|"The Judicious Lover" 18th century after Hubert Gravelot|
In the early 18th century, whether you married for love or money was often a matter of socioeconomic class. As in ladies’ fashions, the higher your social status, the lower your ability to do as you pleased. For the upper class, marriage was an arrangement made by parents seeking to cement the foundations of their wealth and power in the community. Any notions of romance were seen as secondary and, in truth, detrimental to such pairings. It was a thoughtful business decision set apart from the mercurial passions of the young people. Love, as such, was something one might grow into as the couple lived out their respectable, marriage contract. (Or…attained outside the bonds of marriage.) Young women, especially, had little to say in the matter and knew, once they were married, any small amount of independence they currently enjoyed was put to an end as their husbands would have complete legal control over them. If a young man’s attention was independently drawn to a particular lady, he would first have to receive the permission of his own father who, if he approved of the potential match, would send a formal request to the young lady’s father. The two patriarchs would meet and discuss the financial arrangements and if a
|"Conversation in a Park" (1768) Thomas Gainsborough|
|"Haymaker and Sleeping Girl" (1785) Thomas Gainsborough|
Now of course, if you were born into a lower rung of the societal ladder, your choices for courtship and marriage were much broader since wealth and status were not part of theequation. That did not mean, however, families felt no responsibility for their children's welfare. The practice of “bundling” in which a courting couple were allowed to sleep in the same bed, fully clothed with a bundling board or bolster between them in the young lady’s family home, served a dual purpose. In many lower income families, everyone slept in the same room, and it was a means in which not only the young lovers could get to know each other better but also as a way of proving the identity of the unborn baby’s father if things progressed, as they so often would, despite the physical barriers.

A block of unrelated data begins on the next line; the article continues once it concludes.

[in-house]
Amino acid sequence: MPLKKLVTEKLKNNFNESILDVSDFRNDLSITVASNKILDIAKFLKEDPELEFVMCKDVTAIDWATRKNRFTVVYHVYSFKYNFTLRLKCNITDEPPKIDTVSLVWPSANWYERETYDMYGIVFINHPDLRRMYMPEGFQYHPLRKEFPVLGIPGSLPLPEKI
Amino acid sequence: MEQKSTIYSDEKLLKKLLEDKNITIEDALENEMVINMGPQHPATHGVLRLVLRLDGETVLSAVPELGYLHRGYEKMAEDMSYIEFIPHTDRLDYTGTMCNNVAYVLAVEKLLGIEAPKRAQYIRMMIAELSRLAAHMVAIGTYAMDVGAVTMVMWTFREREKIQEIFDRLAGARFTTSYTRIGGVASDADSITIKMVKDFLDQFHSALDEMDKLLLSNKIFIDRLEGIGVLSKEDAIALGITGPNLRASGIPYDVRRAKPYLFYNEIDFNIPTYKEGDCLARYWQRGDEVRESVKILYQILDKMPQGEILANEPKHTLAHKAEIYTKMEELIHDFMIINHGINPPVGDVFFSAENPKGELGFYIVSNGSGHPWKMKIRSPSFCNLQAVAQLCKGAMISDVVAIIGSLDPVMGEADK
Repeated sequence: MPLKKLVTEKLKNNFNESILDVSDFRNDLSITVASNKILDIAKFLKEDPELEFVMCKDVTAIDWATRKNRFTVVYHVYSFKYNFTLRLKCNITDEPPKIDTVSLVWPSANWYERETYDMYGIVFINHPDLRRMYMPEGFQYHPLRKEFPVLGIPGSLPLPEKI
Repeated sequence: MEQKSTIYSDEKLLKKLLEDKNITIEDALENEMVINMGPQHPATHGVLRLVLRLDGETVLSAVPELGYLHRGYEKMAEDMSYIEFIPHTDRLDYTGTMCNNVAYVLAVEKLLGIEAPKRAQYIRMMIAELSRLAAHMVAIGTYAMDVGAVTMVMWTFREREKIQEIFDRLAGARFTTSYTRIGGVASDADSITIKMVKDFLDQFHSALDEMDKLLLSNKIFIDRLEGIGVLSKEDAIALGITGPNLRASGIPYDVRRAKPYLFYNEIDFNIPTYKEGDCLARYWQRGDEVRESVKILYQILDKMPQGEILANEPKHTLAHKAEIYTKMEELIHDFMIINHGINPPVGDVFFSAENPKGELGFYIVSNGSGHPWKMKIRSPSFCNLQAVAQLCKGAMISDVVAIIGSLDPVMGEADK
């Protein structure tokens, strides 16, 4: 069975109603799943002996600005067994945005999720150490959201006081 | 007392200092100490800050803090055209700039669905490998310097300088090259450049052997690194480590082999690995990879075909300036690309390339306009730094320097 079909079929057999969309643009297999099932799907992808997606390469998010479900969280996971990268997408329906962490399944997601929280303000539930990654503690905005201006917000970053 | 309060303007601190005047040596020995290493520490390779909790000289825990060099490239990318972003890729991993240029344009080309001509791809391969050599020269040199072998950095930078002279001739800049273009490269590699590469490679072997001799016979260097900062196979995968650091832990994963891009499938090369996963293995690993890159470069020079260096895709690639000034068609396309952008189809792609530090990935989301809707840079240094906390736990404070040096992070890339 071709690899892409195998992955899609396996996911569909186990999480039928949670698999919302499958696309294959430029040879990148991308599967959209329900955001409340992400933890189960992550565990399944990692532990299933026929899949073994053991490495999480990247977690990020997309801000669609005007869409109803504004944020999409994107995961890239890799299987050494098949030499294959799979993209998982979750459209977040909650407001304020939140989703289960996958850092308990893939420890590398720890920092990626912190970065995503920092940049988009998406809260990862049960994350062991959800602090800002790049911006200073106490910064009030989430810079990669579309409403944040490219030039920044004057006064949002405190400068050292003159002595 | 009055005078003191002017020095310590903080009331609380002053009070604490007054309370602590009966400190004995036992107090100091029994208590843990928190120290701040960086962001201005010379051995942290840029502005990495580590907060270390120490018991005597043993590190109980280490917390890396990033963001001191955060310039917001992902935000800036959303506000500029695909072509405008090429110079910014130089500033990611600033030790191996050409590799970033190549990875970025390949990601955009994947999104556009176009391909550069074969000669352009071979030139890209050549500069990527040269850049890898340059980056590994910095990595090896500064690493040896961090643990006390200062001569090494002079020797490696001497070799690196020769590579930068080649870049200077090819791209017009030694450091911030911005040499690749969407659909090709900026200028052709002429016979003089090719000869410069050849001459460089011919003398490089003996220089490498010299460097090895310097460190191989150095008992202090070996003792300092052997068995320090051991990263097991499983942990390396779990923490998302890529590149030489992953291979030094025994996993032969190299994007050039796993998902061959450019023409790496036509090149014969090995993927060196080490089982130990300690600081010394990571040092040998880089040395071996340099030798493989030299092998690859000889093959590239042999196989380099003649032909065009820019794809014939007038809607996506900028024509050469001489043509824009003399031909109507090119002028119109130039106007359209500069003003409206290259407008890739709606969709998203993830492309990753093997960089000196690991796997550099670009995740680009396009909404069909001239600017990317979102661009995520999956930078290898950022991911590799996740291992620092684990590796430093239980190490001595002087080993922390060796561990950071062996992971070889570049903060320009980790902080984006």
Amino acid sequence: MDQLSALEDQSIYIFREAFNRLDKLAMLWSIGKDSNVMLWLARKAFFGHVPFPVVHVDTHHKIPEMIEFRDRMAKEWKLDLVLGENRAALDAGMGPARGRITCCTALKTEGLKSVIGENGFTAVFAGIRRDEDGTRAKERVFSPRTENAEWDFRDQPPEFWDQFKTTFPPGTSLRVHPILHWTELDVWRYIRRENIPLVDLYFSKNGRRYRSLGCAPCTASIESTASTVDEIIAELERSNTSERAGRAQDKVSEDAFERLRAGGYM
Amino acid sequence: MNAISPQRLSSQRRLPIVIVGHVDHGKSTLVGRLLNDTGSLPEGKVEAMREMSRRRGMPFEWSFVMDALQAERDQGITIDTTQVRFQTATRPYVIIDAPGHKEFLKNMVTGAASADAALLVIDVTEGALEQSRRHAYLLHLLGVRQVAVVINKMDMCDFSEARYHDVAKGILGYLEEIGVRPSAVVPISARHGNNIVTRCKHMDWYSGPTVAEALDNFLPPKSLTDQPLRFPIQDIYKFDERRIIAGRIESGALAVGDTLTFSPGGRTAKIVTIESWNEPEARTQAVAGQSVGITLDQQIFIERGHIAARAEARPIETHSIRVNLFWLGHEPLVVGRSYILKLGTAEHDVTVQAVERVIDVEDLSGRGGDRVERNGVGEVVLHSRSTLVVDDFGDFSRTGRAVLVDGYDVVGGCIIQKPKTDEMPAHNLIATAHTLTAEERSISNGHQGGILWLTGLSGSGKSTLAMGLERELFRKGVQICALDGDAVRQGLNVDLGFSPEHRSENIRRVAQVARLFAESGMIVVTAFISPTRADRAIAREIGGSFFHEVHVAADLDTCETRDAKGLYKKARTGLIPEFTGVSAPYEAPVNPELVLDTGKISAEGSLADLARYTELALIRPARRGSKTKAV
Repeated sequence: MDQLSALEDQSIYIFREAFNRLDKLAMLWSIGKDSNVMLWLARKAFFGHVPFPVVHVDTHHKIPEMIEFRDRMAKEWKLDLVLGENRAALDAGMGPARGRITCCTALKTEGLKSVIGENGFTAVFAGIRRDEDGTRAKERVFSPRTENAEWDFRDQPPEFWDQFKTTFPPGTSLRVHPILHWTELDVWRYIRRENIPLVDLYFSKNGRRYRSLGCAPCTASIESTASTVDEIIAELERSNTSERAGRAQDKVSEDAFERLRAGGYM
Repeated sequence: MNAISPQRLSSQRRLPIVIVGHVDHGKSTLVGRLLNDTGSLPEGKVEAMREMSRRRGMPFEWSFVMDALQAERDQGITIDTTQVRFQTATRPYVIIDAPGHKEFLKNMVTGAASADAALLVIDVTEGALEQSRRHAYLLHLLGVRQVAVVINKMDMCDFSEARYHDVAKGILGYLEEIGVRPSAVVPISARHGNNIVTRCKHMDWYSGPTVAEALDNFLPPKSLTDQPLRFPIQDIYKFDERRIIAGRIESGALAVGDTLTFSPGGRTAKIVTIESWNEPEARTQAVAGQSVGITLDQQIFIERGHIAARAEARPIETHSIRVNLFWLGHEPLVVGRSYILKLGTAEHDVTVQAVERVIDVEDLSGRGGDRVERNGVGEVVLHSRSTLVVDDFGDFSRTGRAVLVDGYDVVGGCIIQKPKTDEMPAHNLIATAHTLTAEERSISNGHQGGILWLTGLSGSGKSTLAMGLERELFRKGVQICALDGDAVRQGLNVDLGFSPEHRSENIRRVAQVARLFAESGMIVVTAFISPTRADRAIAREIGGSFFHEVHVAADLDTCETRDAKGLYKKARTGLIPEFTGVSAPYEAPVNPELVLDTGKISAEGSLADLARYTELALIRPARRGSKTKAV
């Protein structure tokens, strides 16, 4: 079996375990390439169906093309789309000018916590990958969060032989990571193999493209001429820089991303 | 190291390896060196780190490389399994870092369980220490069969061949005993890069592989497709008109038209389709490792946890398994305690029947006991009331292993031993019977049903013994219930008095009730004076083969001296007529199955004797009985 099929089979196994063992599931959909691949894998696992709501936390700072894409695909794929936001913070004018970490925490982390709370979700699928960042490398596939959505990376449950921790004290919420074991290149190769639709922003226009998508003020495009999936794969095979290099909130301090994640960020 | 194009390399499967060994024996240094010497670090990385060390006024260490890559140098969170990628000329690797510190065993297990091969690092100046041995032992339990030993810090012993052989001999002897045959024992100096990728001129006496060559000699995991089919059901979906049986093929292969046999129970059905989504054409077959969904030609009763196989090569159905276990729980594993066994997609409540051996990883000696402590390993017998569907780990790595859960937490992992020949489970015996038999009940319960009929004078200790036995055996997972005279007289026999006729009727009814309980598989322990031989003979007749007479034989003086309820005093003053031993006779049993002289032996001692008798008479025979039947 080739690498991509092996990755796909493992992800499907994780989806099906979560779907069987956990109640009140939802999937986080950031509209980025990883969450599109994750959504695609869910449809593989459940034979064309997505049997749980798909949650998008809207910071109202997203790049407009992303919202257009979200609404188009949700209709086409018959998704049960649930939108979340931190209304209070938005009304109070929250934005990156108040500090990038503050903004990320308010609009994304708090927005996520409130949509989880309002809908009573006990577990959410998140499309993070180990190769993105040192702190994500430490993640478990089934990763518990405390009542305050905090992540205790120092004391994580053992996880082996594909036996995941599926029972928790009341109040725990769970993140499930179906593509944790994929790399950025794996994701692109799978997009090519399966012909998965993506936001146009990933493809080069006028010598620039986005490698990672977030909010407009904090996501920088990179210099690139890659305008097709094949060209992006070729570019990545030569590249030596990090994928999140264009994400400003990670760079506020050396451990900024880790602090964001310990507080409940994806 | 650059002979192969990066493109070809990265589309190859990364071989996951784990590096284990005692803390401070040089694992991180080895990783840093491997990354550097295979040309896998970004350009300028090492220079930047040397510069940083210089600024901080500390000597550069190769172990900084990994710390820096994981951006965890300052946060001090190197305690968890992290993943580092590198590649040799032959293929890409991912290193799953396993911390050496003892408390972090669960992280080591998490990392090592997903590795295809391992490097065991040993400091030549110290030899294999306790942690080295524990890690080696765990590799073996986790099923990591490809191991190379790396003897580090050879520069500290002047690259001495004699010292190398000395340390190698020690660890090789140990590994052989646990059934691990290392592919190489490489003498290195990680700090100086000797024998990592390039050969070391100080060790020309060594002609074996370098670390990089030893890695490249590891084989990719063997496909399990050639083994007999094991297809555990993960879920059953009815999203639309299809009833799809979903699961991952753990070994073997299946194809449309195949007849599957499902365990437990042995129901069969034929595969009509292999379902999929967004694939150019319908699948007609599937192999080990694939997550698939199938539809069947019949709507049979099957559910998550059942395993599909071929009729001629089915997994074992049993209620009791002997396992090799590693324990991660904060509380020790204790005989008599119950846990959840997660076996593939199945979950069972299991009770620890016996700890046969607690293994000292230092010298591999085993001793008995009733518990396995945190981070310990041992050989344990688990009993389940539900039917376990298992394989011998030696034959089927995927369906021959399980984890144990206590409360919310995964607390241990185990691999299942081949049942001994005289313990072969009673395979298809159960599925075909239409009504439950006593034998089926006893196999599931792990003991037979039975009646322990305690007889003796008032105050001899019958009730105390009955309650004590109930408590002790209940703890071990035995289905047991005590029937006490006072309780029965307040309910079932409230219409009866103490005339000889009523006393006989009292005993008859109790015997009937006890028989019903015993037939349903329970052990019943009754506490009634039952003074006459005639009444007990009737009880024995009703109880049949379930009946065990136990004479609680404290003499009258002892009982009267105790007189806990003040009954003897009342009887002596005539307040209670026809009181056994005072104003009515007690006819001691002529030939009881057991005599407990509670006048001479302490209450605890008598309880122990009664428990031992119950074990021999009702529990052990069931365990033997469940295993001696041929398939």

In this more relaxed attitude toward courtship and marriage, there were varied forms of marriage agreements in the early 1700s, not all dependent upon a minister or magistrate. One of the more prevalent means was “handfasting” or “spousal” in which the young couple, with or without witnesses, simply held hands and promised love and loyalty, declaring themselves married. These personal ceremonies were held anywhere the couple chose and in Colonial America
|"Young Girl Listening to Conversation Between Two Lovers"|
(1789) by Michel Garnier
the ceremony. For spousals that were sincere, the couple often gave each other the gift of a half a broken silver sixpence which each kept until death did them part. Another custom was called “spousal de futuro,” which was an announcement of engagement, but if a baby was conceived in the interim, the status was automatically elevated to “spousal.”
|"The Joys of Motherhood" (1752) by Jean-Honore Fragonard|
Remember this old chant from your childhood? “First comes love, then comes marriage, then comes (insert name of choice) with a baby carriage.” As you can see, in the early 18th century, the order of events could take any number of variations and, come to think of it, that’s not so different from today, after all!
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